Clench and Mathias (1992) and Jimenez et al. (1994) characterized a unique gut motility response to fasting in chickens. Fasting appeared to enhance antiperistaltic motility in the GIT, and extended fasting resulted in a characteristic motility pattern labelled a "rhythmic oscillating complex" (ROC). ROCs are highly organized motility patterns that spontaneously occur in fasted birds and often during periods of darkness. ROCs last approximately six minutes and consist of four consecutive patterns of spike bursts progressing in an orad direction. The result of an ROC is the re-establishment of motility patterns in the stomach and duodenum associated with satiety for a short period of time. It has been postulated that ROCs are a mechanism by which birds can recycle food from the caeca or distal intestine, therefore maximizing its nutrient resources, during fasted periods (Clench and Mathias, 1992). There are similarities between small intestinal refluxes (SIRs) in turkeys and ROCs in chickens.
III. Implications of digesta reflux for nutrient digestibility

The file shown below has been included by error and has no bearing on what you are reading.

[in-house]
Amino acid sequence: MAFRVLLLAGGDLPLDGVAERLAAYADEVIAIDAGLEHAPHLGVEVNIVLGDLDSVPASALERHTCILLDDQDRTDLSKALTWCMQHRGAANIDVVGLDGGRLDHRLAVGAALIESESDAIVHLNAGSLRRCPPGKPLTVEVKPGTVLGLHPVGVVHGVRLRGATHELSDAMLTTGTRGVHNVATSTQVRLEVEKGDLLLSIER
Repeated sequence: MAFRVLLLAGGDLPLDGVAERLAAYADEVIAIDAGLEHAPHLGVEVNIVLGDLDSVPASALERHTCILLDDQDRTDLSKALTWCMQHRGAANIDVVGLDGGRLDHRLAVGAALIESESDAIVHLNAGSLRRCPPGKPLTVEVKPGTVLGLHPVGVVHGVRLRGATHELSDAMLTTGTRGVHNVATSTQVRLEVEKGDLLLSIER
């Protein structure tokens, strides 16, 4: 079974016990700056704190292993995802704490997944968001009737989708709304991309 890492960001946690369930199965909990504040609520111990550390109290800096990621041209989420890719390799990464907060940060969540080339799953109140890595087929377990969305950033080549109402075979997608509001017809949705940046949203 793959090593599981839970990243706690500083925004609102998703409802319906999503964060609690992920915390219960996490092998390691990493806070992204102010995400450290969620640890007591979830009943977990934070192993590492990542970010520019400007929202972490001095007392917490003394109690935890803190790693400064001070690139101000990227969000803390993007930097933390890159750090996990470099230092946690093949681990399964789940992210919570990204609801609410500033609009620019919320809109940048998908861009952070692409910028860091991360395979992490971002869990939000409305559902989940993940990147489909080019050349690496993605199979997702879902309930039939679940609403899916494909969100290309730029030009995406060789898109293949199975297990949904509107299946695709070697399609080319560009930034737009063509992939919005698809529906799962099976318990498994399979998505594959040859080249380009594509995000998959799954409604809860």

The benefits of digesta reflux have not been firmly established, and the phenomenon has been generally less studied in poultry, perhaps due to their size (Duke, 1982). In turkeys, intestinal reflux appears to enhance nutrient utilization (Basha and Duke, 1999). Reflux has been clearly characterized in fasted animals but as yet little work has been carried out investigating the effects different diets may have on motility patterns. Hetland et al. (2003) found that chickens fed a high fibre diet showed an increase in the concentration of bile acids in the gizzard suggesting increases in gastroduodenal reflux. Sklan et al. (1978) have reported a rapid rate of reflux from the duodenum to the gizzard. Digestive enzymes and bile salts, usually associated with the duodenum were also found in the gizzard at lower concentrations. Such factors would facilitate the digestion of nutrients in the gizzard, resulting in an increased availability of nutrients to the bird. A major difference suggested was that duodenal-gizzard reflux was more rapid and continuous in the chicken than in turkeys (Sklan et al., 1978). Retrograde movement of duodenal contents to the gizzard re-exposes the feed, now mixed with and partially digested by pancreatic enzymes, to the enzymatic systems of the gizzard and the change in the pH reactivates peptic digestion. The shuttling of digesta between the gizzard and duodenum increases the time the feed is exposed to digestive enzymes and absorption in the upper intestine is favoured by retrograde movement. This theory would explain why high fibre diets appear to induce an increase in reflux, maximizing the nutritive value of the robust feed.